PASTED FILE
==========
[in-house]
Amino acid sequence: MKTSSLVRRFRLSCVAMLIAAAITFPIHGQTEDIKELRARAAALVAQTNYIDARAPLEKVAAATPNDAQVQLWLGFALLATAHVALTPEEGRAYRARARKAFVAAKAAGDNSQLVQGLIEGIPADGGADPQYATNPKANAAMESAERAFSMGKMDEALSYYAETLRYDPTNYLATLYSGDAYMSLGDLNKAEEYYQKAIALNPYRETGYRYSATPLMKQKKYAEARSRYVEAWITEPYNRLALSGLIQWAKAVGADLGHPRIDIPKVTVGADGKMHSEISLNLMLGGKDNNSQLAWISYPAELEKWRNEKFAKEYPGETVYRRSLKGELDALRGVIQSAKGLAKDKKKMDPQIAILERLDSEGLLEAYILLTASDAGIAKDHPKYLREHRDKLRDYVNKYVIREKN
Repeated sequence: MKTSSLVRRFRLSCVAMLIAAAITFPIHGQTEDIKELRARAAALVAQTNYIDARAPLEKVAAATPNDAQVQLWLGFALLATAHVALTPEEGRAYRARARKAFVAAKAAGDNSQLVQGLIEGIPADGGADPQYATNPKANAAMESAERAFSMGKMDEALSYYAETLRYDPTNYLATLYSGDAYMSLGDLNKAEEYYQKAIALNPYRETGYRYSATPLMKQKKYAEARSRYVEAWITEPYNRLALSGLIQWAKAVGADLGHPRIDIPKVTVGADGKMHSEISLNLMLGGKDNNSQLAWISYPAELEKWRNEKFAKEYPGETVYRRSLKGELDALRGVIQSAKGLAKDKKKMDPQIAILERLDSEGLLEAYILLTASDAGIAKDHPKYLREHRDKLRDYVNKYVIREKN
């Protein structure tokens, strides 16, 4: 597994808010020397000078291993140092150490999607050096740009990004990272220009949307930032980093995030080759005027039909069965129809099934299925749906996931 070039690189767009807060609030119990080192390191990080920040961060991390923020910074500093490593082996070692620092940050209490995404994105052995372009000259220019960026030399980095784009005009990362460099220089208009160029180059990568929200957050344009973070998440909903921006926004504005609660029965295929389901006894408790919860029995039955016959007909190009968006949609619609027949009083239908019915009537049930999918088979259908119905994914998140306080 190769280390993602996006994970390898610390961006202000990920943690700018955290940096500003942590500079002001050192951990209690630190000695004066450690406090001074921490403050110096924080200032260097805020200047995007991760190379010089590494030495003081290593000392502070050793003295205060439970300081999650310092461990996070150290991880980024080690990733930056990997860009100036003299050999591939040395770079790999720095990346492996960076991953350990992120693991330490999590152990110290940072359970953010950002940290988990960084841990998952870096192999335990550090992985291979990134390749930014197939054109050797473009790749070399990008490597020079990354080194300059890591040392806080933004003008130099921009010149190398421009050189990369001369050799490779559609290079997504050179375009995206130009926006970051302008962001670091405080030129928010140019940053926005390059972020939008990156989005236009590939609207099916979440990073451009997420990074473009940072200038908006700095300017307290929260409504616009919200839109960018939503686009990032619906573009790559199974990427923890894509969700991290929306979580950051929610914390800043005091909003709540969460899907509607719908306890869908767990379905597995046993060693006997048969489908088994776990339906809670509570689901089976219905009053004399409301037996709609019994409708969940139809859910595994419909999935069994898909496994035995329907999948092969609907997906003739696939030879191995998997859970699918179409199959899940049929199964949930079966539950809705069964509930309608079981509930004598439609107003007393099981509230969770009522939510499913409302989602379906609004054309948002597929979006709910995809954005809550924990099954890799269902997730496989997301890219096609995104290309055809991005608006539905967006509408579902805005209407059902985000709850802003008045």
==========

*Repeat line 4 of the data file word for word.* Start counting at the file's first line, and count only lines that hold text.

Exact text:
């Protein structure tokens, strides 16, 4: 597994808010020397000078291993140092150490999607050096740009990004990272220009949307930032980093995030080759005027039909069965129809099934299925749906996931 070039690189767009807060609030119990080192390191990080920040961060991390923020910074500093490593082996070692620092940050209490995404994105052995372009000259220019960026030399980095784009005009990362460099220089208009160029180059990568929200957050344009973070998440909903921006926004504005609660029965295929389901006894408790919860029995039955016959007909190009968006949609619609027949009083239908019915009537049930999918088979259908119905994914998140306080 190769280390993602996006994970390898610390961006202000990920943690700018955290940096500003942590500079002001050192951990209690630190000695004066450690406090001074921490403050110096924080200032260097805020200047995007991760190379010089590494030495003081290593000392502070050793003295205060439970300081999650310092461990996070150290991880980024080690990733930056990997860009100036003299050999591939040395770079790999720095990346492996960076991953350990992120693991330490999590152990110290940072359970953010950002940290988990960084841990998952870096192999335990550090992985291979990134390749930014197939054109050797473009790749070399990008490597020079990354080194300059890591040392806080933004003008130099921009010149190398421009050189990369001369050799490779559609290079997504050179375009995206130009926006970051302008962001670091405080030129928010140019940053926005390059972020939008990156989005236009590939609207099916979440990073451009997420990074473009940072200038908006700095300017307290929260409504616009919200839109960018939503686009990032619906573009790559199974990427923890894509969700991290929306979580950051929610914390800043005091909003709540969460899907509607719908306890869908767990379905597995046993060693006997048969489908088994776990339906809670509570689901089976219905009053004399409301037996709609019994409708969940139809859910595994419909999935069994898909496994035995329907999948092969609907997906003739696939030879191995998997859970699918179409199959899940049929199964949930079966539950809705069964509930309608079981509930004598439609107003007393099981509230969770009522939510499913409302989602379906609004054309948002597929979006709910995809954005809550924990099954890799269902997730496989997301890219096609995104290309055809991005608006539905967006509408579902805005209407059902985000709850802003008045």